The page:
What you are experiencing is pretty normal given your approach. A random forest is an ensemble of decision trees where models are trained in parallel using bootstrapped samples (a technique called bagging). Even though the decision trees are randomized (a thorough explanation of random_state can be found in this question), they still rely on an internal criterion (such as Gini index by default in
RandomForestClassifier) to split the nodes and define decision paths. The fact that some of your samples are consistently being misclassified regardless of the random state is an indication of their objective difficulty when using this specific criterion.
Therefore, do these samples which are always wrongly predicted deserve a particular attention or is it kind of logic ?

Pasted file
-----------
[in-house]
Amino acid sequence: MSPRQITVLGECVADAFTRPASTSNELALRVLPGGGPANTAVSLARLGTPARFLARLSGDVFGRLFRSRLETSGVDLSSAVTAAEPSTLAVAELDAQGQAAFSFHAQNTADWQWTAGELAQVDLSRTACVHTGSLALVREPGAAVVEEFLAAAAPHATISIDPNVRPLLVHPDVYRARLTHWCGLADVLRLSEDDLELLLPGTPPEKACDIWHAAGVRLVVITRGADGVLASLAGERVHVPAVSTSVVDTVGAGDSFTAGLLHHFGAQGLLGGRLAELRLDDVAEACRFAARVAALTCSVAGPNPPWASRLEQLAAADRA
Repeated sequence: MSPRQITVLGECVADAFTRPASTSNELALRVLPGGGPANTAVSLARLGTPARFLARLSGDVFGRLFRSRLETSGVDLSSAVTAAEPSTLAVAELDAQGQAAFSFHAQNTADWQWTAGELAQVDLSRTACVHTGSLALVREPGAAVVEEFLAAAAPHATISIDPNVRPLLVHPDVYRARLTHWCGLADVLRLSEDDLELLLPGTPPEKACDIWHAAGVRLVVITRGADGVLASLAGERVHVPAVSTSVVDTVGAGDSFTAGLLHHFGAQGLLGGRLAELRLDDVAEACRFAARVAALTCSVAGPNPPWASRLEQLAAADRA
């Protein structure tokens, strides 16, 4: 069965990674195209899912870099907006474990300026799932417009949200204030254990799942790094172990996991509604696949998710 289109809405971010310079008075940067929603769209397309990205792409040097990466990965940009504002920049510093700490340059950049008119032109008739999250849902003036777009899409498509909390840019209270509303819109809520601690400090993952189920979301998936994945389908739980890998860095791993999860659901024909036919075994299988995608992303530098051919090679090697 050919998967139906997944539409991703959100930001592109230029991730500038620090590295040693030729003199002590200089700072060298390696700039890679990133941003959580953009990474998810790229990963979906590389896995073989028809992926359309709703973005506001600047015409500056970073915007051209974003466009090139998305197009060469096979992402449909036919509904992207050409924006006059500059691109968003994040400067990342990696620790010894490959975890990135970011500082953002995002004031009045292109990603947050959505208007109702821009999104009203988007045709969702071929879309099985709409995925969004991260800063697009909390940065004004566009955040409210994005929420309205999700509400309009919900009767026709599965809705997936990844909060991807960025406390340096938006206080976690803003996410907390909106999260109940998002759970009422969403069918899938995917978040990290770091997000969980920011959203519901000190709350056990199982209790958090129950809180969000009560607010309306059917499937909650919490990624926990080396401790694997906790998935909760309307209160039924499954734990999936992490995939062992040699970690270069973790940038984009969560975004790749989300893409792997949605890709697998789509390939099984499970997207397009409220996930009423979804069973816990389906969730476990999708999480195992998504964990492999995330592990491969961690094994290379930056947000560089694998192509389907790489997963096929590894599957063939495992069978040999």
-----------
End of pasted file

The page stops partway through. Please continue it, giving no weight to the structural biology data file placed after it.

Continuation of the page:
You are absolutely correct with your first thought. Paying particular attention to wrongly predicted samples in ensembles is the goal of a technique called boosting. The main idea is to train ensemble models in sequence, with new learners focusing on data points that the rest of the ensemble has previously failed on. A great overview of ensemble approaches is presented in this answer, which I highly recommend.
As far as boosting algorithms go, there are different flavors as well: you might want to try sklearn's AdaBoost and gradient tree boosting implementations, or XGBoost. These may help you finally defeat those pesky hard-to-classify samples, but be aware that bagging (your current model) has its own perks that boosting lacks.